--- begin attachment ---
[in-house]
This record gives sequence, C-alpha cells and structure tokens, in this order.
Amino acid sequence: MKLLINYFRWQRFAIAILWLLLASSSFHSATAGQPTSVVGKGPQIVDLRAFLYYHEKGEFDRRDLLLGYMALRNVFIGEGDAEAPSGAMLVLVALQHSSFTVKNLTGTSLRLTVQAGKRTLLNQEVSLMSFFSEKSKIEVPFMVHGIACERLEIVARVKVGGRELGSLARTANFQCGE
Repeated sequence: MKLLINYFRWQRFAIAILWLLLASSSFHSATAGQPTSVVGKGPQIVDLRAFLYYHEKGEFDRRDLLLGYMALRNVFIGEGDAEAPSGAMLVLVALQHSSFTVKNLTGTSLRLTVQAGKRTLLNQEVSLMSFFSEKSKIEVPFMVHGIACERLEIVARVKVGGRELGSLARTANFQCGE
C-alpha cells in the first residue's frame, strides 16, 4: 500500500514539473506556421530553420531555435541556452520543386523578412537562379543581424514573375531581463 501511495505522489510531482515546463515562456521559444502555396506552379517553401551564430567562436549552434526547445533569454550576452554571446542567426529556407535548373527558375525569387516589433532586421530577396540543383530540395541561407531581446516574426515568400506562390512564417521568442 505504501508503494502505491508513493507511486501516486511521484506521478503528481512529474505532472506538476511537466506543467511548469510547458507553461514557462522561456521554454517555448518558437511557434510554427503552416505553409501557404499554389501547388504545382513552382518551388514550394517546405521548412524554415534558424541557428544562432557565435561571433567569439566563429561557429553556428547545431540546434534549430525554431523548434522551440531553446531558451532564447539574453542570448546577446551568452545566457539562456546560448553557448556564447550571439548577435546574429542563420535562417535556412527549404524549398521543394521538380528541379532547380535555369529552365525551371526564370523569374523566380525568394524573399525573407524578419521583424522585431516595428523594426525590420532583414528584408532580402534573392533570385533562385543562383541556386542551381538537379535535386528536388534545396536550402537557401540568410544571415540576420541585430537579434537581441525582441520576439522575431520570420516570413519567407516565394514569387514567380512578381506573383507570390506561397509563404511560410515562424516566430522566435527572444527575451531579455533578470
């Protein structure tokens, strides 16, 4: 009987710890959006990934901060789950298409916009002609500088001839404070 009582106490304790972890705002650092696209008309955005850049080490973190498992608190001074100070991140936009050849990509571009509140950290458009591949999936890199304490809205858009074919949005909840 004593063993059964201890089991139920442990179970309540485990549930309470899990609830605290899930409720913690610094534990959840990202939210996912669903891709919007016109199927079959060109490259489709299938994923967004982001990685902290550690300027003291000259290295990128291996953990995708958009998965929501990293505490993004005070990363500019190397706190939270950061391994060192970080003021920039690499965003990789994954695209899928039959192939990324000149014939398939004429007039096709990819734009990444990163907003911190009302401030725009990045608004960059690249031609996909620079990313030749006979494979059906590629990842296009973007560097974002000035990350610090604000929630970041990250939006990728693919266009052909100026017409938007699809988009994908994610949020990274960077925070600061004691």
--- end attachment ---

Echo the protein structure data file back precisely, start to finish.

[in-house]
This record gives sequence, C-alpha cells and structure tokens, in this order.
Amino acid sequence: MKLLINYFRWQRFAIAILWLLLASSSFHSATAGQPTSVVGKGPQIVDLRAFLYYHEKGEFDRRDLLLGYMALRNVFIGEGDAEAPSGAMLVLVALQHSSFTVKNLTGTSLRLTVQAGKRTLLNQEVSLMSFFSEKSKIEVPFMVHGIACERLEIVARVKVGGRELGSLARTANFQCGE
Repeated sequence: MKLLINYFRWQRFAIAILWLLLASSSFHSATAGQPTSVVGKGPQIVDLRAFLYYHEKGEFDRRDLLLGYMALRNVFIGEGDAEAPSGAMLVLVALQHSSFTVKNLTGTSLRLTVQAGKRTLLNQEVSLMSFFSEKSKIEVPFMVHGIACERLEIVARVKVGGRELGSLARTANFQCGE
C-alpha cells in the first residue's frame, strides 16, 4: 500500500514539473506556421530553420531555435541556452520543386523578412537562379543581424514573375531581463 501511495505522489510531482515546463515562456521559444502555396506552379517553401551564430567562436549552434526547445533569454550576452554571446542567426529556407535548373527558375525569387516589433532586421530577396540543383530540395541561407531581446516574426515568400506562390512564417521568442 505504501508503494502505491508513493507511486501516486511521484506521478503528481512529474505532472506538476511537466506543467511548469510547458507553461514557462522561456521554454517555448518558437511557434510554427503552416505553409501557404499554389501547388504545382513552382518551388514550394517546405521548412524554415534558424541557428544562432557565435561571433567569439566563429561557429553556428547545431540546434534549430525554431523548434522551440531553446531558451532564447539574453542570448546577446551568452545566457539562456546560448553557448556564447550571439548577435546574429542563420535562417535556412527549404524549398521543394521538380528541379532547380535555369529552365525551371526564370523569374523566380525568394524573399525573407524578419521583424522585431516595428523594426525590420532583414528584408532580402534573392533570385533562385543562383541556386542551381538537379535535386528536388534545396536550402537557401540568410544571415540576420541585430537579434537581441525582441520576439522575431520570420516570413519567407516565394514569387514567380512578381506573383507570390506561397509563404511560410515562424516566430522566435527572444527575451531579455533578470
């Protein structure tokens, strides 16, 4: 009987710890959006990934901060789950298409916009002609500088001839404070 009582106490304790972890705002650092696209008309955005850049080490973190498992608190001074100070991140936009050849990509571009509140950290458009591949999936890199304490809205858009074919949005909840 004593063993059964201890089991139920442990179970309540485990549930309470899990609830605290899930409720913690610094534990959840990202939210996912669903891709919007016109199927079959060109490259489709299938994923967004982001990685902290550690300027003291000259290295990128291996953990995708958009998965929501990293505490993004005070990363500019190397706190939270950061391994060192970080003021920039690499965003990789994954695209899928039959192939990324000149014939398939004429007039096709990819734009990444990163907003911190009302401030725009990045608004960059690249031609996909620079990313030749006979494979059906590629990842296009973007560097974002000035990350610090604000929630970041990250939006990728693919266009052909100026017409938007699809988009994908994610949020990274960077925070600061004691």